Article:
It is a minute before class starts. The notebook is open and ready to receive knowledge. Peers chit-chat as the professor sets up the PowerPoint. The clock strikes 11 a.m. and a roll of hushed voices takes over the conversations. The professor stands in front demanding full attention, but with a cell phone next to students’ notebooks, is full attention possible?
In most classes, phones sit next to laptops, next to note pads, as if they are tethered to these note-taking avenues. In this age, in our generation, it has become a sort of discomfort to not have a cell phone within reach and grasping our attention.
In past semesters I would sit in the front row of a class, but fully engaged in my phone. Fully engaged in scrolling through Facebook. Consumed with the repetition of double tap, scroll, double tap and scroll on Instagram. That was how I “learned.” I justified it with, “It’s better than being asleep like that guy in the back.” But honestly, it is not at all better.
What caused me to turn my phone on Airplane Mode in classes as I do this semester?
I have learned to value learning.
In our culture we are consumed with what is inspected, instead of what is expected. Our scholarships depend on our grades. Our parents ask for our grade point averages. But how often are we as students asked, “What did you learn today?”
We value our grades, not our education. In some classes you can be engaged on your phone the whole time and still get an A. I know I’ve done it. Sure, you’ll have two or maybe three nights during the semester where you’ll need to play catch up. But for the most part, it is easy to be disengaged and ignore your education.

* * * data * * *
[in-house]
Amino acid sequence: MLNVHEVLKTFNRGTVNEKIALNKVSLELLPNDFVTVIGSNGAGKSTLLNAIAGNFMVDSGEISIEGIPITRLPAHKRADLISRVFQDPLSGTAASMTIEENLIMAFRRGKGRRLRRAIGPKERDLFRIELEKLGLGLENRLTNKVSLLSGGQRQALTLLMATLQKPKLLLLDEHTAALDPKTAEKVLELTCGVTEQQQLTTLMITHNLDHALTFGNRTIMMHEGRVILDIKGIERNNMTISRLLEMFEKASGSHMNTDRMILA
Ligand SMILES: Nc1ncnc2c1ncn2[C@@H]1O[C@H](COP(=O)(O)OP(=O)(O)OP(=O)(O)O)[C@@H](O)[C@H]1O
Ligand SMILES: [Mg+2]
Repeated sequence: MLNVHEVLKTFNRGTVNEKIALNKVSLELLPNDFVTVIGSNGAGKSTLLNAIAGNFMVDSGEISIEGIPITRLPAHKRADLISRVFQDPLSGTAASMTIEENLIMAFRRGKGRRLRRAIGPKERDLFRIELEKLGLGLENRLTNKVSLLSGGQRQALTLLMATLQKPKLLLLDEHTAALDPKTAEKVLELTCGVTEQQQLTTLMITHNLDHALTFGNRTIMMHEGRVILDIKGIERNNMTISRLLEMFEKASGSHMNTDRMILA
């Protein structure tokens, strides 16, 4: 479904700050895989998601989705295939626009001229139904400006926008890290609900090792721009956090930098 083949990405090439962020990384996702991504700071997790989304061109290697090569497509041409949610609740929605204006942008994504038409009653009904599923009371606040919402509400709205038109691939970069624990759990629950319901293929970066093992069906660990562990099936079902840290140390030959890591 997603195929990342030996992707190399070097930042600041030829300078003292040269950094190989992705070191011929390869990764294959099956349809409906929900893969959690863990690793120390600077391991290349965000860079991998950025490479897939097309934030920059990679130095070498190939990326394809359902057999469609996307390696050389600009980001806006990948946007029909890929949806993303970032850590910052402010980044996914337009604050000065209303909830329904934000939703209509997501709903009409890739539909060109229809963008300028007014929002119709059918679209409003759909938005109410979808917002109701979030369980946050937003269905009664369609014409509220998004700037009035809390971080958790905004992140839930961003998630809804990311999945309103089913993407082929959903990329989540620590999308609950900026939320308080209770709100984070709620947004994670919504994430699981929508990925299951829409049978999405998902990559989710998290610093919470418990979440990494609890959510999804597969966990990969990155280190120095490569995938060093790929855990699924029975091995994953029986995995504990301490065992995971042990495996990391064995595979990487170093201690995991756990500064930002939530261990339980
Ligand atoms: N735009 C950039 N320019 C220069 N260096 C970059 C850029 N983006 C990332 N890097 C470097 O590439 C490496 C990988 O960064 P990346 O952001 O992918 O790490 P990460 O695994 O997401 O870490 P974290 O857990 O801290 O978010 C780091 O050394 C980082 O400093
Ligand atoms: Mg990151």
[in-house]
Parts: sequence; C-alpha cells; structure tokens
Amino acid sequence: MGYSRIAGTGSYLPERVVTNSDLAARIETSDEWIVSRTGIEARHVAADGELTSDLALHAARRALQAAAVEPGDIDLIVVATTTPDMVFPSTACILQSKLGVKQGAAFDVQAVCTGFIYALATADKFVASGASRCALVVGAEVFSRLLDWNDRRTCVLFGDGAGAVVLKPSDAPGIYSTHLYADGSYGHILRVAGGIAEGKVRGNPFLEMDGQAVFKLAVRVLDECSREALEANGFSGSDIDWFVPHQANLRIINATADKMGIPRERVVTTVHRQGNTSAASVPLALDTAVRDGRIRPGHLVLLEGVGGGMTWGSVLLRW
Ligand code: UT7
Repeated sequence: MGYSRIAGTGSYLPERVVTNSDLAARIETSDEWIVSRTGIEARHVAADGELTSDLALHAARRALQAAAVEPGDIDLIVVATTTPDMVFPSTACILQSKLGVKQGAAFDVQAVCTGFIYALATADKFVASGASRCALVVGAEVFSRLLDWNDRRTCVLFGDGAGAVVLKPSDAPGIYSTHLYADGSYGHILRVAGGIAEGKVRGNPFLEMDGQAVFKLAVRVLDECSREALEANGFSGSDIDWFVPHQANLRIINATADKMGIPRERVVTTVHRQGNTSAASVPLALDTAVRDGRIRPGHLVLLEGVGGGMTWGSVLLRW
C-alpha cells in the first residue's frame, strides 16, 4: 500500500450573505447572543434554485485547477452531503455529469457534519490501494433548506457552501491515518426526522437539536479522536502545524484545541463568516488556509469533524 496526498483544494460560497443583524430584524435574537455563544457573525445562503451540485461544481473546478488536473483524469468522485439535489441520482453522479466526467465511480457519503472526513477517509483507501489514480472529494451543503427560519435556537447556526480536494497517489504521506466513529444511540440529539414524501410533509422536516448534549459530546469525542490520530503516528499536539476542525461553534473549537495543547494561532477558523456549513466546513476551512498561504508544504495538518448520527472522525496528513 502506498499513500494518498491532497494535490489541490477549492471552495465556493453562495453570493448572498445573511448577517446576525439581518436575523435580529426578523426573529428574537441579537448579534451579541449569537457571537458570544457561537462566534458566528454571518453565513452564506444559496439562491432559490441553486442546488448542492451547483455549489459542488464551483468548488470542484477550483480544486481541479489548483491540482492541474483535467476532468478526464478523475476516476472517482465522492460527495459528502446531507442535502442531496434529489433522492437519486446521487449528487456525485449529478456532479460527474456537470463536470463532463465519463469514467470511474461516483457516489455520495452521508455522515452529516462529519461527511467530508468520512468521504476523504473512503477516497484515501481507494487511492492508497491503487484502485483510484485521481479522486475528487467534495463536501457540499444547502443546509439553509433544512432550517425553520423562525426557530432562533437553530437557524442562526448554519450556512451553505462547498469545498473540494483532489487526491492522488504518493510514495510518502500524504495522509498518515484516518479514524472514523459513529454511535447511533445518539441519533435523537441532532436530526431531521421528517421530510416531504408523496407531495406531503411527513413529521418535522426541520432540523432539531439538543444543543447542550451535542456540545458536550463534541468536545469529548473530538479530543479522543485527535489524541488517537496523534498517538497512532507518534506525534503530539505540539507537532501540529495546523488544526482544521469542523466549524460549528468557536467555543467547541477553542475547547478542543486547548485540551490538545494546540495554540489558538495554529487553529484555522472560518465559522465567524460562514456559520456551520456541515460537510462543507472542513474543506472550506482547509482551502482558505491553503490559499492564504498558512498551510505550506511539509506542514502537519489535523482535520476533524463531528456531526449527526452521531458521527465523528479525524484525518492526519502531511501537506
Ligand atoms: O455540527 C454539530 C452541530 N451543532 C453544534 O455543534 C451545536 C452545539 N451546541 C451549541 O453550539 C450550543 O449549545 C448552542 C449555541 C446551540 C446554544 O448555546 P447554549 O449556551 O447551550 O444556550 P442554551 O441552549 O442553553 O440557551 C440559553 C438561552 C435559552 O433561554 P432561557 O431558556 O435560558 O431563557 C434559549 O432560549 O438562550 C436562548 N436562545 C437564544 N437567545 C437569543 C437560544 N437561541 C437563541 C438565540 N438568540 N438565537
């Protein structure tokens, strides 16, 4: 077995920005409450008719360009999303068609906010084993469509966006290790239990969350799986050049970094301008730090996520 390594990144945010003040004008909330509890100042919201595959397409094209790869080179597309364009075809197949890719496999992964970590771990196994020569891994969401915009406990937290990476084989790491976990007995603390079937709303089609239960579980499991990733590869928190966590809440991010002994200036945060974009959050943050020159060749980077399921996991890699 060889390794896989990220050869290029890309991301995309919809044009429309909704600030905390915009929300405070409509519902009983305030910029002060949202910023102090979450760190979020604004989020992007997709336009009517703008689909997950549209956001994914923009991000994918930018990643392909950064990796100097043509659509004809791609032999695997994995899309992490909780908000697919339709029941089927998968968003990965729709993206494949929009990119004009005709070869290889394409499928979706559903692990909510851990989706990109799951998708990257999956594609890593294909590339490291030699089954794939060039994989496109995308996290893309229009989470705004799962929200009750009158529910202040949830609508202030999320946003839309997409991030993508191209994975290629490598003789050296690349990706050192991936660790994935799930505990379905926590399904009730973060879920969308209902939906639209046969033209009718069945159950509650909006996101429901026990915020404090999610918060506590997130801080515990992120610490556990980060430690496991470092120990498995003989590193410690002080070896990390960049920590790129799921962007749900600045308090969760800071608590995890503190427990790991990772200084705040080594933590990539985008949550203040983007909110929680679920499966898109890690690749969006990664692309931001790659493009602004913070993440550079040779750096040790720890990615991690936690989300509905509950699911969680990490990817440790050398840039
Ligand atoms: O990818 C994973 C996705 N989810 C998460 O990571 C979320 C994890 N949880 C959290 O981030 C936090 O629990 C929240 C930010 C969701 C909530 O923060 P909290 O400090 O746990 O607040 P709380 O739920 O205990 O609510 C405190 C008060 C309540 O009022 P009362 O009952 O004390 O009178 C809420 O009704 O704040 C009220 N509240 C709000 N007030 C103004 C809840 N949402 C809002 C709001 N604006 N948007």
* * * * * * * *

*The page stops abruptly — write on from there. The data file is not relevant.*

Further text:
This semester, the classes I am taking have benefits to ministry, to relationships, for healing, for understanding and for learning about my God.
The benefits are so tangible. Coming out of class convicted from conversations is my most favorite thing about Mondays, Wednesdays and Fridays.
I see now that it is my responsibility not as a student, but as an active learner to provide my full attention to the breadth of knowledge before me. And even though many professors do not vocalize their disappointment if our phones are on our desks, it shows the immaturity of our generation to ignore their outpourings of wisdom.
Maybe it is easier because I have found something I care about, and I crave to learn about it. The price we are paying to sit in a classroom to scroll on Pinterest or upload photos on Facebook is not worth it.
Do I occasionally look at my phone in class? Of course! I joke about having ADD at least once a week. Should you be chastised for taking a peep at your phone in class? No. Should you be on it constantly? No.
To me, it is not about the consequences of cellular devices, it is about not immersing yourself in your education. If you really care, you’ll put your phone away.